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Dear ALL,

 

In his many valuable posts, Dean has speculated that nuts do not deliver as many calories as the nutritional information indicates.

 

In fact, as I recall, previous posts to the old CR List provided some evidence that this is true, at least for almonds.  However, I'm skeptical that that will be significantly true for nuts that are softer (and therefore I'd guess more digestible) than almonds.

 

Like many of you, I store my nuts in the freezer.   There, I keep raw almonds, raw cashews, raw hazelnuts, raw peanuts and dry-roasted peanuts.  For the past several months, when I eat nuts  (which is daily), I've been eating them right out of the freezer -- "frozen" (not really -- actually "directly from the freezer") nuts.

 

They're delicious -- I may even prefer them "frozen".

 

I speculate that Dean's hypothesis may be more true for the "frozen" nuts -- which are probably harder to digest than when at room temperature.

 

  --  Saul

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Saul,

 

Physics tells me that any frozen nuts you consumes will quickly thaw to body temperature in your mouth or stomach, so unless eating them frozen (which I do as well, BTW) causes you not to chew them as thoroughly, freezing shouldn't have any significant impact on nut digestibility as far as I can see.

 

But you might indeed chew them less thoroughly when frozen, so that is still a possibility.

 

--Dean

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Hi Dean!

 

I probably don't chew them as thoroughly -- I like the feel of the big pieces.

 

Anyway, I like them better that way. 

 

It's hard to tell how much of any substance that you eat is really absorbed.

 

  --  Saul

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It's hard to tell how much of any substance that you eat is really absorbed.

 

That's for sure Saul. I actually don't even weigh my nuts these days, choosing instead to just eyeball my daily quantity.

 

I didn't think you were into counting calories anymore either (if you ever were). Has that changed? If not, why the concern over calories in nuts and their digestibility?

 

--Dean

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Hi Saul, looking forward to seeing you at FoL and hopefully sooner at Kripalu ( you too Dean at FoL). Dean's "hypothesis" is emperically validated by primary research data, see: https://www.crsociety.org/topic/11420-usda-to-revise-official-estimate-of-calories-in-walnuts/( sorry, ease of posting tradeoff with more elegant links, can post links via smartphone too, but with load time including the full length allowing for the traditional method encourages me to be more active on the forum, or so I apologetically rationalize ????).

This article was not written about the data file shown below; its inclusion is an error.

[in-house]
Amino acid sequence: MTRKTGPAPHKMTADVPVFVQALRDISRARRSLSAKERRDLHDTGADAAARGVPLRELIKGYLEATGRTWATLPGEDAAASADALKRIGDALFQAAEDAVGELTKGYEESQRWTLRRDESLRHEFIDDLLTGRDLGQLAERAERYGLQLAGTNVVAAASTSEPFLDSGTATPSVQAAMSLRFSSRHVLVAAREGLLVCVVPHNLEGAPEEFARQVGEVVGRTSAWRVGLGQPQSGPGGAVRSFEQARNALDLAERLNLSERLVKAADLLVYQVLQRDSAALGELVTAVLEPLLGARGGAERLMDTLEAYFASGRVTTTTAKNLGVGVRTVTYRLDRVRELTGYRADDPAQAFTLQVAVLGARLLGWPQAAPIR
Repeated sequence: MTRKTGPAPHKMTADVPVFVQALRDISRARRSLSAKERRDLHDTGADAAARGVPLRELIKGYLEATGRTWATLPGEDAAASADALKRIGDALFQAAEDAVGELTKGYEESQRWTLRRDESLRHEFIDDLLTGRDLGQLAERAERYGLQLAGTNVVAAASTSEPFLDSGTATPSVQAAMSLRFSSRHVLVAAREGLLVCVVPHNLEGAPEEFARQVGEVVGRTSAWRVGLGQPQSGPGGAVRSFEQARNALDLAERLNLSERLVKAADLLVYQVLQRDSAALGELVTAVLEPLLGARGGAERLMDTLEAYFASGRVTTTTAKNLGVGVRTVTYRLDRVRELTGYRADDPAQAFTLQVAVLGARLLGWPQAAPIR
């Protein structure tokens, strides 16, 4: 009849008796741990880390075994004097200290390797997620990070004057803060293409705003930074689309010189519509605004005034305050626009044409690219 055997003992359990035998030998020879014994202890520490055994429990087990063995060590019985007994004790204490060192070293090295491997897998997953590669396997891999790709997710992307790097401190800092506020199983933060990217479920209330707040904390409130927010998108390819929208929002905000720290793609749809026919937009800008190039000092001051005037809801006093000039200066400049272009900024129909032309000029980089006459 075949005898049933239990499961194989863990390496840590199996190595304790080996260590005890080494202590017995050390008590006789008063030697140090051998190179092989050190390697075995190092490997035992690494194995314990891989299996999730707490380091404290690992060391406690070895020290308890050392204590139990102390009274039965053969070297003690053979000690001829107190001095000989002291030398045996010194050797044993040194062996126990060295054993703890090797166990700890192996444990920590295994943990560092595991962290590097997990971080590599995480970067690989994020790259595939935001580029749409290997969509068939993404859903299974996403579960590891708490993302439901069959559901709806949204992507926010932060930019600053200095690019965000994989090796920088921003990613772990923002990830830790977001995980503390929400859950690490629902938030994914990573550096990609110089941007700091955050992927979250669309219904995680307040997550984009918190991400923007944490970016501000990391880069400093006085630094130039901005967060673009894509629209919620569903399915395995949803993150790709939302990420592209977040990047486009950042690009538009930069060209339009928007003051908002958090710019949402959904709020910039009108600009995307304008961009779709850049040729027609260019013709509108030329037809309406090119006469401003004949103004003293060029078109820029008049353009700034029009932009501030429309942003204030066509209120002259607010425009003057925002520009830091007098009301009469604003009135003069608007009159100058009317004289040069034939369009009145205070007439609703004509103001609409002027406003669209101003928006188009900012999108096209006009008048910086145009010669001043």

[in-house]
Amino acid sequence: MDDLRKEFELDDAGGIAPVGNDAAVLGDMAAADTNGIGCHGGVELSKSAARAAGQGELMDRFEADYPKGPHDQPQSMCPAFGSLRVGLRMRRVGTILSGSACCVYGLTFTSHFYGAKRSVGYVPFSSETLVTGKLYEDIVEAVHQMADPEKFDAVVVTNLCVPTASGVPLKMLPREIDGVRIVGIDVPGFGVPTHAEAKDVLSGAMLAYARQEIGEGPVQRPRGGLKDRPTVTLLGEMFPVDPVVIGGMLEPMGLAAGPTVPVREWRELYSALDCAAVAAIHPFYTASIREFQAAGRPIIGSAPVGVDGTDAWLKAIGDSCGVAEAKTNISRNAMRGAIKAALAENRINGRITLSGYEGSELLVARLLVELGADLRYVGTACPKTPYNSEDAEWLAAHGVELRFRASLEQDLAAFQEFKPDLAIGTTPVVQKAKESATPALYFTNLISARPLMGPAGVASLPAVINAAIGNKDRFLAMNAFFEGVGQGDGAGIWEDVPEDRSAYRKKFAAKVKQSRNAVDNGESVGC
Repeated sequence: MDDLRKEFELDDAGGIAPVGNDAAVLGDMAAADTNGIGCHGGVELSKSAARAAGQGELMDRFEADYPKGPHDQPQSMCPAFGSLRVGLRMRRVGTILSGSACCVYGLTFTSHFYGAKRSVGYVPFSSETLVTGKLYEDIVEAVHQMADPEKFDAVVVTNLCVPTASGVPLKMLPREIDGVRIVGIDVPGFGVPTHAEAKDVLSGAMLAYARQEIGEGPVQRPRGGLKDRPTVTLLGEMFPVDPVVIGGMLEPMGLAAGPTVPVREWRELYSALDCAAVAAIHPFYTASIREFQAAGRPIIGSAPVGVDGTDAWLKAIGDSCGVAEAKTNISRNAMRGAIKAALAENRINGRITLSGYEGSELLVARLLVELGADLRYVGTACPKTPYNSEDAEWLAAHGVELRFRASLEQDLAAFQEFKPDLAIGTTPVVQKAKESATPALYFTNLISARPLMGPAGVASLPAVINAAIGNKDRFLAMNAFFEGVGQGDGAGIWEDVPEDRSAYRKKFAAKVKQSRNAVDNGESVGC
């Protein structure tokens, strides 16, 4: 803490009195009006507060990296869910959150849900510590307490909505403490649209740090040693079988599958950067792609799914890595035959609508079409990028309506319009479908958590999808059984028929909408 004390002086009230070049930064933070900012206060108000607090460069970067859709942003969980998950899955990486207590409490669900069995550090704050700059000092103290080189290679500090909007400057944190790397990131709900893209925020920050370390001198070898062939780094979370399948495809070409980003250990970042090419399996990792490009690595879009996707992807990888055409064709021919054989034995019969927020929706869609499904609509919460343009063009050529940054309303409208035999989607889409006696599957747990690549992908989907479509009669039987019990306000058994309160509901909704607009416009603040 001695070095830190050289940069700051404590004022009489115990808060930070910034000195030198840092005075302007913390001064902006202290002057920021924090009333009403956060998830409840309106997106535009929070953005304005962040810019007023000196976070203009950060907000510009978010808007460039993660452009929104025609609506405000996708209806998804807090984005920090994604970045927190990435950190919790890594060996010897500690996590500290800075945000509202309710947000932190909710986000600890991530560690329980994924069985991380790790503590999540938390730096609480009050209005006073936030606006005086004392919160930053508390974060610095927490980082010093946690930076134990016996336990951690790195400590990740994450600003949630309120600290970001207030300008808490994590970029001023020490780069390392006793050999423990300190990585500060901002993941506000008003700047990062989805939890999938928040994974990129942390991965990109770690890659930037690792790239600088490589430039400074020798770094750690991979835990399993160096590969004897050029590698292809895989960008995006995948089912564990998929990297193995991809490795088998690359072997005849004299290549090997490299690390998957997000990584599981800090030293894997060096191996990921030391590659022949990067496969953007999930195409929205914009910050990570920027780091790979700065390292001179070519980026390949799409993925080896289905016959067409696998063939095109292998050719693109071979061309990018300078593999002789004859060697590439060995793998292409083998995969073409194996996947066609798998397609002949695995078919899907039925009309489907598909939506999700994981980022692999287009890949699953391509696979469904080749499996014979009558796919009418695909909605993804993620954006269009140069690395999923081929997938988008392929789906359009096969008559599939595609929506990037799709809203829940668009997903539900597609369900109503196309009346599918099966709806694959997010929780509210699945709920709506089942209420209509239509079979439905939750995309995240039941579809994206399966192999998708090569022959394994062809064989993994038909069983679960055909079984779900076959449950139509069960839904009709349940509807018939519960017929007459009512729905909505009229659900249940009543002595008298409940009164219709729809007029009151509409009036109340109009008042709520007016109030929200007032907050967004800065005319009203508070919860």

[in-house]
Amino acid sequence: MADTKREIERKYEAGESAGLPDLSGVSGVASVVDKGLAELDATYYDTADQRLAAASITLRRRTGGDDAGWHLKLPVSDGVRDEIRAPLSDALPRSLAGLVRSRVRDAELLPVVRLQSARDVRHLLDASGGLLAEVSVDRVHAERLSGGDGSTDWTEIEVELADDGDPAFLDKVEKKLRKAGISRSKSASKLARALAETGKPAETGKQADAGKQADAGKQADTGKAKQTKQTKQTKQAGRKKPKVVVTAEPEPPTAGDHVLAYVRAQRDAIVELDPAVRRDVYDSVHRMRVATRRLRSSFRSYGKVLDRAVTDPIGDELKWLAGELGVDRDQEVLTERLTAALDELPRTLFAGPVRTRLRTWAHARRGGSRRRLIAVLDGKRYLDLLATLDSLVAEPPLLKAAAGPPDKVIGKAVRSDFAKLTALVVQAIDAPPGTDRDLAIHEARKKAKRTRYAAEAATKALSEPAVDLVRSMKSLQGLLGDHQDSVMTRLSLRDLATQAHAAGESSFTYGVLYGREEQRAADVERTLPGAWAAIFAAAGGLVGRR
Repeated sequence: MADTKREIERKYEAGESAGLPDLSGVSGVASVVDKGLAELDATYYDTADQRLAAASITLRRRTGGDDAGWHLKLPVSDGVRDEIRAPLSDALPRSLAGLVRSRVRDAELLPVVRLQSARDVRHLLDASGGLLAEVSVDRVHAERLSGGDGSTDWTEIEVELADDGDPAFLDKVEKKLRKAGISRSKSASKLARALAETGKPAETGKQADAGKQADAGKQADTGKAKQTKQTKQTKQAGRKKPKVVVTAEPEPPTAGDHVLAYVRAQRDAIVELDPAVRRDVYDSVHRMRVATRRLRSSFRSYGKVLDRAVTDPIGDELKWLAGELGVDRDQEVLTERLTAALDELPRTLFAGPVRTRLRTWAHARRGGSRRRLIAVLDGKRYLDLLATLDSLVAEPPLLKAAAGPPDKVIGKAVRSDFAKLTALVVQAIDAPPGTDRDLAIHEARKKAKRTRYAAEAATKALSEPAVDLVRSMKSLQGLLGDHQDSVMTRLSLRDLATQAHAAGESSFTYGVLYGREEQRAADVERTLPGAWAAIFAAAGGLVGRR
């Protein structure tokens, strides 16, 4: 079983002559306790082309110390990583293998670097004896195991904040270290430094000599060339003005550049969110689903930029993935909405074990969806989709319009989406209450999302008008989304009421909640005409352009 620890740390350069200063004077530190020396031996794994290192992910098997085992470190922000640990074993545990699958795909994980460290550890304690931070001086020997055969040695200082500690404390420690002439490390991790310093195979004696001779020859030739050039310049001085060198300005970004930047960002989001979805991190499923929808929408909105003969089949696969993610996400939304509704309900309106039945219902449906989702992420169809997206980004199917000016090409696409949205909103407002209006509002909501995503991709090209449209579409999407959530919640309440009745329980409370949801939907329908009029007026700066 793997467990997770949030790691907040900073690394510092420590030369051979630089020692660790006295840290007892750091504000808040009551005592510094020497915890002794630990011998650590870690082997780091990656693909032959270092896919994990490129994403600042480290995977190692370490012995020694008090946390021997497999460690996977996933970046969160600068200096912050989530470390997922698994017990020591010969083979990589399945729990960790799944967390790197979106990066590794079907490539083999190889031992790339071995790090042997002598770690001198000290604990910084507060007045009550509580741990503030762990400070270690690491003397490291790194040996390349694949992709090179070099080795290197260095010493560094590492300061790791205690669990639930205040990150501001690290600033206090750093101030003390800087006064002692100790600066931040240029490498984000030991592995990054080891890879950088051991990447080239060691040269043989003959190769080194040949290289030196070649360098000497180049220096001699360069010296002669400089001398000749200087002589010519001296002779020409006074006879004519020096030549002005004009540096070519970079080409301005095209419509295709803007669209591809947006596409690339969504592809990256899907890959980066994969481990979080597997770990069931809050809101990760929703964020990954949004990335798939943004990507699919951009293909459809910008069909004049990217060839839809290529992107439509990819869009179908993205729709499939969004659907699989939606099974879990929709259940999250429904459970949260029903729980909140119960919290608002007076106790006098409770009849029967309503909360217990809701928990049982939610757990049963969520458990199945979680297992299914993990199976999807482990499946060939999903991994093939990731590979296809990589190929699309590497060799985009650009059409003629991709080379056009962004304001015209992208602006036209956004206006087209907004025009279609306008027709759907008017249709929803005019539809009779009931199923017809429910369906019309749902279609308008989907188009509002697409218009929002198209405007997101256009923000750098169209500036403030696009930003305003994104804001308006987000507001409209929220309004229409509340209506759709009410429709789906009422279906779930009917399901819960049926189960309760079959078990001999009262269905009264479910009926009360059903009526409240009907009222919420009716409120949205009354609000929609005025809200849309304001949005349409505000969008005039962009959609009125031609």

As for the question on temperature, finely granular content may indeed hold, but I do not dismiss the possibility depending on heat capacity of the food and local "chemistry" ( I am butchering the term here), the absorption may be slowed / delayed a bit. It is not hard to find research for some food sources where GI/GL depends on temp but is more nuanced question is how much of it was temperature consumed vs how temperature and other preparation alters rhe food properties irregardless of served temperature ( eg- resistant starch via reheating / cooling rep carbs like rice). With the complexity of food science, basic principals can be deceptive, and I would lean more heavily on emperical data if available. Of course not much of that happening for nuts specifically that I have seen hence the very reasonable first pass response ????

 

A couple interesting links:

 

1) on preparation including heating/cooling (preparation needs to be sorted out from temperature consumed): :

http://www.montignac.com/en/the-factors-that-modify-glycemic-indexes/

 

 

2) on storage ( again storage impact on altering food structure needs to be sorted out from temperature consumed): http://www.scielo.br/scielo.php?script=sci_arttext&pid=S1516-89132004000400010

 

Disclaimer have not read in full yet but the part I have interesting and helpful ????

 

Of course any impact of freezing/ storage / other preparation such as water content as highlighted in the first link of nuts and other consumableson GI/GL vs other choices, even if it is not temperature consumed per se that matters, is potentially relevant and actionable in and of itself... Teasing out the mechanism is most relevant, of course, if it is not clear whether it is the temp consumed vs pre-processing of the food and you also liked your nuts at ambient temperature... But as you pointed you enjoy your nuts better frozen too!

Edited by Mechanism

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 Dean!

 

My daily calorie intake is about 1500.  When I modify my basic diet (like switching from celery to Nappa cabbage for breakfast), I check with Cronometer, to make sure that I'm meeting my nutritional needs.

 

But of course, I check my weight daily.

 

  --  Saul

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Hi Mechanism!

 

Yes, I also  believe that temperature, texture and other factors probably effect how much nutrition you actually absorb in various foods.   I also agree with Dean that I would guess that, at least some nuts (such as almonds) actually are somewhat lower calorie than their nutrition information -- as I said in my initial post, I suspect that this is true for harder nuts, such as almonds, and, I speculate, "frozen" nuts, eaten directly from the freezer, might share this property.

 

  --  Saul

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